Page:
Chenopodium chenopodioides

Tracheophyta MagnoliopsidaChenopodiaceaeChenopodiumChenopodium chenopodioides


An annual of dry, brackish mud of ditches, salt-pans and hoof-marks in the upper part of saltmarshes and in coastal grazing marshes. Lowland.



World Distribution

Eurosiberian Temperate element, with a coastal distribution in W. Europe but in inland saline areas further east. It is widely naturalised outside its native range.

Broad Habitats

Light (Ellenberg): 8

Moisture (Ellenberg): 7

Reaction (Ellenberg): 7

Nitrogen (Ellenberg): 8

Salt Tolerance (Ellenberg): 4

January Mean Temperature (Celsius): 4.2

July Mean Temperature (Celsius): 16.7

Annual Precipitation (mm): 612

Height (cm): 30

Perennation - primary


Life Form - primary

Therophyte (annual land plant)



Clonality - primary

Little or no vegetative spread

Count of 10km squares in Great Britain: 39

Count of 10km squares in Ireland: 0

Count of 10km squares in the Channel Isles: 2

Atlas Change Index: -0.17

JNCC Designations


Scarce Atlas Account

Scarce Atlas Account: 

Chenopodium chenopodioides (L.) Aellen

Saltmarsh goosefoot

Status: rare



This little-known annual is characteristic of a restricted estuarine habitat, growing on dry brackish mud seasonally exposed on ditch sides and in the shallow winter inundations (or `fleets') of saltings and grazing marshes. Associated species are mostly annual, often including Chenopodium rubrum, Parapholis strigosa, Salicornia spp. and Suaeda maritima, with the nationally scarce Hordeum marinum, Polypogon monspeliensis (and sometimes x Agropogon littoralis, its rare hybrid with Agrostis stolonifera), Puccinellia fasciculata, and occasionally P. rupestris. Of the rarities, C. chenopodioides probably has the narrowest range of tolerance. Perennial associates are usually Glaux maritima, Juncus gerardii and Spergularia spp.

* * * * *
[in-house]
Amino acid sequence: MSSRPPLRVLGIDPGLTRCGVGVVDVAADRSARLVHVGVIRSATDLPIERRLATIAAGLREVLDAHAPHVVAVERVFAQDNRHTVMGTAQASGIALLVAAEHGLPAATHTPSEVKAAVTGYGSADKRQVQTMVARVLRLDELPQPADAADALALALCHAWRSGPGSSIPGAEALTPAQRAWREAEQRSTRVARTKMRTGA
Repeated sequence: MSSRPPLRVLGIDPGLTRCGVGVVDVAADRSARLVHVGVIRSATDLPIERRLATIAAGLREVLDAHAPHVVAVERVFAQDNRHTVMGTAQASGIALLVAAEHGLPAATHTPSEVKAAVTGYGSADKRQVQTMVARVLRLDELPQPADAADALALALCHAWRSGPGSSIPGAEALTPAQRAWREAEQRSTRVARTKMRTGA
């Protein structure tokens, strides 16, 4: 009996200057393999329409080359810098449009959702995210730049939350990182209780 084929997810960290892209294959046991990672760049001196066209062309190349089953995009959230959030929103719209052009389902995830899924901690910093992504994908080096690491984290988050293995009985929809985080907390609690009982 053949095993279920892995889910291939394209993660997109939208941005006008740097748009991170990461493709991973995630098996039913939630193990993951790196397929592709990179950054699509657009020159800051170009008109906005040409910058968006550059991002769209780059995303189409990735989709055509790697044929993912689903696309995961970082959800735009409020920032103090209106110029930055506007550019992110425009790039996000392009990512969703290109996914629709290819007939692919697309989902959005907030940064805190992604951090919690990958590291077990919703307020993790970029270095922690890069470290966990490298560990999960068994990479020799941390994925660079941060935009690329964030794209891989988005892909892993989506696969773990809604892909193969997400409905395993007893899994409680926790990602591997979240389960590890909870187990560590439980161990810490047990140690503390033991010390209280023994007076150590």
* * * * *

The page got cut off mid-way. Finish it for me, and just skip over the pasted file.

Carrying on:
Like most annuals of exposed mud, C. chenopodioides can appear in great quantity in suitable years, when the mud dries and warms early, but is scarce or even absent when water levels remain high. It appears to germinate from dormant seed only when the mud is exposed to the air, and flowering is normally only just beginning in July, but can build up to spectacular displays by mid September when fruiting plants turn bright red. Plant sizes vary, but like its close relative C. rubrum when on mud, C. chenopodioides is often present as minute plants producing good seed in late years, or in very ephemeral habitats such as hoofprints.

The restricted habitat and exacting requirements make C. chenopodioides a vulnerable and threatened species. Traditional management with fluctuating water levels and stock trampling the drying ditch edges was ideal, but grazing marshes have been much reclaimed for arable, or drained with stabilised levels in the ditches. The few colonies recorded outside the core populations of the Thames estuary (including a wildfowl scrape in a coastal reserve and damp hollows on a sandy golf course, both in Sussex) are probably extinct.

This species is endemic to central and southern Europe, extending to Denmark and south-east Russia, but excluding the central and southern Mediterranean. For a map of its European distribution, see Jalas & Suominen (1980).

Some past records may have been mis-determinations of the dwarf ephemeral form of C. rubrum, but the taxonomy is now clearly understood. Recorders no longer have to rely on the rather subjective character given by Fitt (1844), that "when fresh-gathered, the smell is like that of the pods of green peas".



R. Fitzgerald

Atlas text references

Atlas (83b)
Hultén E, Fries M
1986.  Atlas of north European vascular plants north of the Tropic of Cancer. 3 vols.
Jalas & Suominen (1980)
Stewart A, Pearman DA, Preston CD
1994.  Scarce plants in Britain.
Wigginton MJ
1999.  British Red Data Books. 1. Vascular plants, edn 3.